Either way, Charlton were on their third manager of the campaign and as the calm of the Curbishley era gave way to instability and change it was no surprise that the season ended in relegation.
"Iain Dowie was given 15 games, which was disappointing, Led Reed six or seven and then another change was made," said Curbishley. "You look at some of the major decisions that were wrong.
"Being relegated is the biggest thing that has happened. Once you get relegated you have to bounce back or it becomes very, very difficult."
Money was raised by selling key assets such as the club's England internationals Darren Bent and Luke Young, while Pardew spent £12m bringing in the likes of Luke Varney, Izale McLeod and Zheng Zhi.
The season started promisingly with just one defeat in their opening 10 Championship fixtures but form fell away and the club finished in 11th.
This season has been even worse, and Pardew was sacked in November 2008 after a 5-2 defeat by Sheffield United saw Charlton slip into the bottom three of the table. Pardew later admitted that he had not been able to turn around a club on the slide.
Rudd's take on Pardew is this: "Maybe one of his weaknesses is that he was good at buying good footballers but a manager has to hook it all together. We were not a good team."
Pardew's assistant Phil Parkinson was put in temporary charge and eventually given the job permanently despite the fact the team had picked up just three points in his eight games in charge.
Charlton's win over Crystal Palace on 27 January was their first in 19 games, a dreadful run which saw them tumble to the bottom of the table. Fans I spoke to struggled to understand why the team looked so poor. Clearly lacking in invention and confidence, the inclusion of a series of loan players did little to help add stability, with only the emergence of talented 16-year-old Jonjo Shelvey providing a rare piece of good news.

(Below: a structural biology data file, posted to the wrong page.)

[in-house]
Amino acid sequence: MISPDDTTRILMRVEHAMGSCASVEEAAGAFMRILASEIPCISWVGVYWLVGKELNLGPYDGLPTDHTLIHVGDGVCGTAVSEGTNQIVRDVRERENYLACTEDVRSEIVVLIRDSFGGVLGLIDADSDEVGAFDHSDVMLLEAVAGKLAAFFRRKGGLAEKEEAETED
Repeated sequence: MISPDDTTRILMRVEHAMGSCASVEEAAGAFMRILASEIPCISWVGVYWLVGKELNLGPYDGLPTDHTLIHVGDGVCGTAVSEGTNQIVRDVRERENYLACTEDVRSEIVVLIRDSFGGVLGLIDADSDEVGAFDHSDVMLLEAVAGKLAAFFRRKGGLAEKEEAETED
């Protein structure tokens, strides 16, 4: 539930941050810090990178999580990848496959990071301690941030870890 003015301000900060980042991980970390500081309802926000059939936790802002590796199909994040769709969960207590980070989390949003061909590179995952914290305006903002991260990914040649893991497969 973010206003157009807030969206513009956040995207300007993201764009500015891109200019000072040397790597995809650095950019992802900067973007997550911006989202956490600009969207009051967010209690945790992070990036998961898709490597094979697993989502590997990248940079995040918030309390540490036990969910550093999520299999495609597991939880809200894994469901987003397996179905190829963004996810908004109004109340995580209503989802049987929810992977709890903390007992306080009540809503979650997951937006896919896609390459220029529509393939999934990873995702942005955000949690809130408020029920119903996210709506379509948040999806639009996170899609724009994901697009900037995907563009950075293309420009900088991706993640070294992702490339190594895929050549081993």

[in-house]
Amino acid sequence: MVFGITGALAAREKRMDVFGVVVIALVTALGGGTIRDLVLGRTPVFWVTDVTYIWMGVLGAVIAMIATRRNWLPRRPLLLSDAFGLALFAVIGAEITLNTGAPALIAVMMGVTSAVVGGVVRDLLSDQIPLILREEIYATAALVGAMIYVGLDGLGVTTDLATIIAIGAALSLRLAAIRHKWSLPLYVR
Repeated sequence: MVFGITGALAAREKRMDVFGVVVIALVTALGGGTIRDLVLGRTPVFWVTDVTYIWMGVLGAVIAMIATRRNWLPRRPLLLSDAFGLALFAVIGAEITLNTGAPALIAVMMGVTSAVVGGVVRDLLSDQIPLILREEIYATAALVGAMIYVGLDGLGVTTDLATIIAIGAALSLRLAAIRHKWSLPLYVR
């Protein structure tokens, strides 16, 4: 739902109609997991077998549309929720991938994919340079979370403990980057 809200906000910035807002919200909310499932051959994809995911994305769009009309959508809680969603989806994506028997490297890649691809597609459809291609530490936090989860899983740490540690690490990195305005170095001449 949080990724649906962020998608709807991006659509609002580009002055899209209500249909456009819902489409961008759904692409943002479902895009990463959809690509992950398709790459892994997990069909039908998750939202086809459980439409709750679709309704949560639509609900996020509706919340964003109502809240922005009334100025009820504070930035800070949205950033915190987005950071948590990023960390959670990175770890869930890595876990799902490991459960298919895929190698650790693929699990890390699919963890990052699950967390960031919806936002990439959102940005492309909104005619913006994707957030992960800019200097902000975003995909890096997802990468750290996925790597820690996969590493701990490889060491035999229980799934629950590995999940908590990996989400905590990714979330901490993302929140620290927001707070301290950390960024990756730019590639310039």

The attempts to both retain their top-flight status and then return immediately to the Premier League had taken their toll off the field as well.
The annual report for the 2007-08 season was released in January and revealed a loss of £11.5m. The bankrolling of players has come at a cost and the club's debt now stands at about £37m.
Murray, who declined to be interviewed for this piece, recently went public to deny rumours that the club are close to entering adminstration (they would be the first Football League club to do so this season if that was to happen). Murray and several directors have lent £14m to the club and cannot be accused of lacking commitment or a genuine desire to see Charlton flourish again.
However, they do not have the finances of football's true big-spending owners and the club held talks last year with Dubai based investment group Zabeel Investments about a takeover at the club. It came to nothing, as did previous discussions during 2007 with other potential foreign investors.
It all adds up to a depressing story of how things can spiral out of control.
Curbishley returned to Charlton as West Ham manager in February 2007 as both clubs battled relegation and left his former home with his tail firmly between his legs after a 4-0 defeat.
Only once has he been back in a non-professional capacity, on 8 February 2008, and he saw his old team defeat Palace 2-0. Curbishley left thinking they would reach the play-offs.
What has since happened to the club where he gave so much is a cause of great sadness for the 51-year-old.
"I have been shocked by the quickness," he said. "I don't take any pleasure out of having left a club in mid-table in the Premier League and looking at what has happened. I am devastated to see where they are now. I feel sorry for so many people who put so much work in."
Years ago Rudd remembers Curbishley pointing to Martin O'Neill's Leicester City as an example of a club Charlton should look to emulate.
The Foxes currently are on the cusp of bouncing straight back after relegation to League One. Barring something spectacular the Addicks might once again be advised to look towards the East Midlands club for inspiration.
So what do you think has gone wrong at The Valley? And how can Charlton go about putting things right?